Monday, March 28, 2016
One of Georgia's more architecturally-intriguing houses is Villa Albicini, the Philip Shutze-designed Italianate house located in the city of Macon. Built in 1927, the house was not originally named Villa Albicini. That moniker came about much later when Macon native Betty Hay Curtis purchased the house in the mid-1960s. Hoping to restore the then-faded house to its former glory, Curtis enlisted the help of her decorator friend, Charles Townsend, who found an exquisite pair of embroidered panels for the home's dining room. (I believe these panels date to the late-seventeenth or early-eighteenth century.) The panels had been stitched by French female embroiderers who, at the invitation of Maria Theresa, Marchesa Albicini, traveled to Italy to practice their craft at the Albicini Palace in Forli, Italy. It was the panels' lineage that inspired Curtis to refer to her new house as "Villa Albicini."
What strikes me about this house is that it is not particularly large. (Don't we wish that some homeowners and their architects would follow in Shutze's footsteps by building houses in smaller yet architecturally-meaningful ways.) Upon entering the house's entrance gallery, you'll find a dining room to the left and a drawing room to the right. Walk straight ahead through a small rotunda and down a few steps, you'll discover a light-filled morning room, which looks out onto the gardens. Off of the rotunda are a kitchen, breakfast room, and (I believe) two bedrooms and baths, while an additional bedroom and bath, which was a later addition, is located upstairs, above the morning room.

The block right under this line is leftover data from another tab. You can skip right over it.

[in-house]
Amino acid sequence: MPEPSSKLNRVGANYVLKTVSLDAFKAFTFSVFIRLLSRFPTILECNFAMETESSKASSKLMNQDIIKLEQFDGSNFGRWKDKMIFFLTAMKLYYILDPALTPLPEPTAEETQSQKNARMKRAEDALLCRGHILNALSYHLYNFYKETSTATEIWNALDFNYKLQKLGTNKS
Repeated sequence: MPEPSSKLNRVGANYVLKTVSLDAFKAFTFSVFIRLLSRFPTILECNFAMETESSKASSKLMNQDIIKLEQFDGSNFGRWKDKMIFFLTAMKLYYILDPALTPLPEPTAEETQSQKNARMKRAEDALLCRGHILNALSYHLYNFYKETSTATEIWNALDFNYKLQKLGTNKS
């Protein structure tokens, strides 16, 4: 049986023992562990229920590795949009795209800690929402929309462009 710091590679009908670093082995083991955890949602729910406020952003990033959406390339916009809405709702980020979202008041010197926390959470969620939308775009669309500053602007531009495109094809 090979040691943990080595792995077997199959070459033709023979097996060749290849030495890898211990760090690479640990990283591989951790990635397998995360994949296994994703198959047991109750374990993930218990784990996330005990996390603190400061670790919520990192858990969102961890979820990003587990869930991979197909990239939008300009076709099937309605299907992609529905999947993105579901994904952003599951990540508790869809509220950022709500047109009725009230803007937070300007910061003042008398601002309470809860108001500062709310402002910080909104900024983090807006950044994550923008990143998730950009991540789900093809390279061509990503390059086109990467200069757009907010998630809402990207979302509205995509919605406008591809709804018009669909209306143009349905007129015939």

A few things to note while looking at these circa-1979 photos: Above both doors leading to the dining and drawing rooms are trompe l'oeil-painted overdoor moldings. The dining room's Venetian chandelier was made for the house, while hand-painted Chinese wallpaper graces the morning room's walls. And it should be mentioned that decorator David Byers also worked on the home's interiors. I assume that one of his contributions was the set of red-lacquered dining chairs with seats upholstered in a Chinese-medallion silk fabric. Byers sold my parents another set of these chairs covered in the same fabric, although in a robin's egg blue colorway. We still dine in these chairs today.
A few years ago, I had the opportunity to visit Villa Albicini, whose current homeowner is breathing new life into the home. While much about the house remains the same (with the exception of the Albicini panels, which live elsewhere these days,) a sense of renewal permeates the house. With a sensitive homeowner at the helm, Villa Albicini is poised once again to delight future generations.
Photos from Southern Accents, Spring 1979, Sutlive/Warren photographer